Boiling Rick and Morty's overwhelming success down to one easily digested platitude is impossible, but it can definitely be attributed in large part to the show's incredible attention to detail. Every scene of every episode is packed with so many laughs, from obscure pop culture references to background-buried sight gags to endless simple fart jokes. And every tiny detail seems to carry through to later episodes, the show's in-jokes and lore folding in on themselves over and over to provide bountiful fodder for fans to meme and obsess over.
Those complexities can also help explain why Season 3 took so dang long to arrive--on its July 30 (re-)premiere date, it will have been nearly two full years since Season 2 concluded, and with a heck of a cliffhanger to boot.
"The character Rick is a character that can basically do anything, and we made that decision very early on, and it was terrifying, but also just like, it felt so good," Harmon said.
He casually launched into a bizarre line of speculation, demonstrating the intricacies he and Roiland deal with daily. "We have a phrase in there that we put in there in order to create a kind of semblance of order within chaos, which is the 'central finite curve,' which, what does that mean?" he asked, arms gesturing wildly. "Is there a sort of elasticity to temporal braiding, you know, so that guys like the Council of Ricks--do they regard boundaries to what constitutes a Rick? Are those genetic boundaries or are those boundaries more to do with Ricks that have the capacity to develop travel between dimensions? Does that mean that now you're part of a central finite curve of Ricks that are capable of that, and therefore either enemies or allies within the infinite Rickspace?"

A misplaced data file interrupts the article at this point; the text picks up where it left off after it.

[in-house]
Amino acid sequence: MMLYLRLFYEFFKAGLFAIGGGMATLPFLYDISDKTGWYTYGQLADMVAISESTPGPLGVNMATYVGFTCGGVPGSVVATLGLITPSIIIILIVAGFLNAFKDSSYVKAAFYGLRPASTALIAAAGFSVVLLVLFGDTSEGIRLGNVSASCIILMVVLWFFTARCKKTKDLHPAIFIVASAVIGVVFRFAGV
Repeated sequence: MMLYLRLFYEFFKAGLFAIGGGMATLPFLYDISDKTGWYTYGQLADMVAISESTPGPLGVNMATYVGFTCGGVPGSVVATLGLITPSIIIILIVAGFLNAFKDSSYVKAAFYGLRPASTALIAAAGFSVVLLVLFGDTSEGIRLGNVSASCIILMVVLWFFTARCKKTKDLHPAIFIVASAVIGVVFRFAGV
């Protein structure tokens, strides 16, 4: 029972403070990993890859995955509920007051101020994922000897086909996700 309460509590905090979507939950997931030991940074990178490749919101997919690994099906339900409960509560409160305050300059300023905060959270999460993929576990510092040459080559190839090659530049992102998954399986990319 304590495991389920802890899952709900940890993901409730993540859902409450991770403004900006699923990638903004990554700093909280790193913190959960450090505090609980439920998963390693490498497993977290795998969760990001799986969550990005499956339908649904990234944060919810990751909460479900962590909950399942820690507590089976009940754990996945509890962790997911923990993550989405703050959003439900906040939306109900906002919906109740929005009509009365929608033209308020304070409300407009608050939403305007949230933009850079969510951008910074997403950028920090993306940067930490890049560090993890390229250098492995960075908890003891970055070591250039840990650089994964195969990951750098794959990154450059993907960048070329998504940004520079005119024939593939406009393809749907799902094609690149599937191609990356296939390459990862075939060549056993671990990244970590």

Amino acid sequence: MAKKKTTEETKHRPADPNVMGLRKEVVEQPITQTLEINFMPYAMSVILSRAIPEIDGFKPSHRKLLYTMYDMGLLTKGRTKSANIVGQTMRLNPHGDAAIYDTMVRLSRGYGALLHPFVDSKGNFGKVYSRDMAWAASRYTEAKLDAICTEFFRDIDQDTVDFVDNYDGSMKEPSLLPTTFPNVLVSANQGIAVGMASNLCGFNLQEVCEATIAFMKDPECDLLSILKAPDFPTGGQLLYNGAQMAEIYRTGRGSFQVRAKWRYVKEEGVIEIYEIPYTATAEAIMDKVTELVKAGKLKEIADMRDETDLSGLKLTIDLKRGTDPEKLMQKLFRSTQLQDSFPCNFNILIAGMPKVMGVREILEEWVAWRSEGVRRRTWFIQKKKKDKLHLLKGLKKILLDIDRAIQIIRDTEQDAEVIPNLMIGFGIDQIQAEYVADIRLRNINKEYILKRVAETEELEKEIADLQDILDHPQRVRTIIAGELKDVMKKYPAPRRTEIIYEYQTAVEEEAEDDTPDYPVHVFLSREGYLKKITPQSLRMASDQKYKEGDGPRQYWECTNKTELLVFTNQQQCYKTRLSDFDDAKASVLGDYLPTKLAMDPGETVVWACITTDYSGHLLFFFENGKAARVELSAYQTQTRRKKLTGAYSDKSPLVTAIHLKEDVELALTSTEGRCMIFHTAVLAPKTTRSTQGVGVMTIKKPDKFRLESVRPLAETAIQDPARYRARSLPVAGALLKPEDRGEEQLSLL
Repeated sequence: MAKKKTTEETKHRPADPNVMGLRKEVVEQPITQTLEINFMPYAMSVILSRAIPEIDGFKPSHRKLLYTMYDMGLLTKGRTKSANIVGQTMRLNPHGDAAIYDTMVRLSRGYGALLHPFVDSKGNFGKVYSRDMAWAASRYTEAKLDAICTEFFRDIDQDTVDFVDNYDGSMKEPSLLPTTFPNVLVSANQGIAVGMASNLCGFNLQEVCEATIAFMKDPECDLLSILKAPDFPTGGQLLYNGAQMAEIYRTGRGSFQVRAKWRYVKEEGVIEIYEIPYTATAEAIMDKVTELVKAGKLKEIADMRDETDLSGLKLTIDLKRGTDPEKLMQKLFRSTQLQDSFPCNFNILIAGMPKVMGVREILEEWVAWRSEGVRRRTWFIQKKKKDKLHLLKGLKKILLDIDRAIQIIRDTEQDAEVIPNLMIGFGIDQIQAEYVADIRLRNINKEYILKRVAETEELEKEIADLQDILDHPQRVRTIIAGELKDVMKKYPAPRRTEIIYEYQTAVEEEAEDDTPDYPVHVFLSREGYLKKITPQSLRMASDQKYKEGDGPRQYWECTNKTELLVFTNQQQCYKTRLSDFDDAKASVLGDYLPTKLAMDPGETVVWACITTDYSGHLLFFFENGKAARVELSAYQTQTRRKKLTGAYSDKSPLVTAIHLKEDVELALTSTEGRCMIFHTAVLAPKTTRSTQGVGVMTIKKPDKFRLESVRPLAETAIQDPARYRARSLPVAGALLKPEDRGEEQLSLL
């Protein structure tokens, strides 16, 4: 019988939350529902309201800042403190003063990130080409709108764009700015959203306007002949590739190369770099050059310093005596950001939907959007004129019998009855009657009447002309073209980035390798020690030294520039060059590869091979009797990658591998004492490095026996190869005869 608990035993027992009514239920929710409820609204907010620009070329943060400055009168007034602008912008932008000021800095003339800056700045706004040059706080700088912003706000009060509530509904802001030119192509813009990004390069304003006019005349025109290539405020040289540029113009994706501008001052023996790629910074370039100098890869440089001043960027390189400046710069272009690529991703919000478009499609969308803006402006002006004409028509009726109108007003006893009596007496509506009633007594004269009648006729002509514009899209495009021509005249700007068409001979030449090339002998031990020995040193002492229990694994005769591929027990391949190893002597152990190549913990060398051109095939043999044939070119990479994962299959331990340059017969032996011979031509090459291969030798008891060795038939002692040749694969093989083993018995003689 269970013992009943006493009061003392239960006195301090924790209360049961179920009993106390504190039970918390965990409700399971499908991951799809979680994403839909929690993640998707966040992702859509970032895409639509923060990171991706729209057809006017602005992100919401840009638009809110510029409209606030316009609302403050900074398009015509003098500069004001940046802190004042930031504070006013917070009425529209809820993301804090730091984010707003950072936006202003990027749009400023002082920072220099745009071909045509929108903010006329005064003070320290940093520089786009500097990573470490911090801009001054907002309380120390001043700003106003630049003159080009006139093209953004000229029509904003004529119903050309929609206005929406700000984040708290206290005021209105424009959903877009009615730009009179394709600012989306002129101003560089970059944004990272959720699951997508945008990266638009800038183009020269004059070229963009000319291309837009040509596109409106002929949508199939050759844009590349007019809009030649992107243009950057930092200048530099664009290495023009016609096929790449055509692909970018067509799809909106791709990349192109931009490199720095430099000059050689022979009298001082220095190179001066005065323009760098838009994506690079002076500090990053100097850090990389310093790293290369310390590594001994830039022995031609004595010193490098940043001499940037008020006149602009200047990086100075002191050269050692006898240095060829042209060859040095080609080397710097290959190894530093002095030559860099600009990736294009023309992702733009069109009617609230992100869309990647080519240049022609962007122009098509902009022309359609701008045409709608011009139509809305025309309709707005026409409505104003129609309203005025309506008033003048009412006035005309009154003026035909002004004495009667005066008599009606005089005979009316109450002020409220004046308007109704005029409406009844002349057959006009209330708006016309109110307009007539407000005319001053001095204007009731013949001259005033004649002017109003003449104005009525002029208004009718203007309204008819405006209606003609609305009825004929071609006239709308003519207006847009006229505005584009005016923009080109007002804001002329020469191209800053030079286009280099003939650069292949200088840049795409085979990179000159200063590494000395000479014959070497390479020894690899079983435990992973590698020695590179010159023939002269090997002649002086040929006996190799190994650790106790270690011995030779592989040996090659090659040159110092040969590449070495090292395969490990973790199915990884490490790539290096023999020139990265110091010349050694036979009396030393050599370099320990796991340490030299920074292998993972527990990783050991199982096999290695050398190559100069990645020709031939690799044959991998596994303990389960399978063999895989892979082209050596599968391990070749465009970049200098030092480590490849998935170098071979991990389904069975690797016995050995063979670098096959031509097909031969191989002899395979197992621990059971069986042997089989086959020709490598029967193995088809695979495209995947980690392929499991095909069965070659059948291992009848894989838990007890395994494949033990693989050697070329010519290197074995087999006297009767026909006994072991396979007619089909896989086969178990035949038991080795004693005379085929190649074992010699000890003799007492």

Are questions like these why it takes them so long to make new episodes?
"I think in some ways, yeah," Roiland responded.
"And I think that's a sand trap you can fall into," Harmon added.
As development of Rick and Morty's third season continued to stretch with no end in sight, the show's myth seemed only to grow. Harmon's reputation as a chaotic force with whom to work--earned during his tumultuous days as creator and showrunner of the beloved NBC sitcom Community--added fuel to fans' speculation. Then comments made during Sundance in January hinted at a rift between he and Roiland ("We have fights all the time and then we have fights about why we’re having fights"). Finally, in June he clarified via a lengthy Twitter thread that they'd actually simply gotten hung up in the writers' room, and there was nothing to worry about.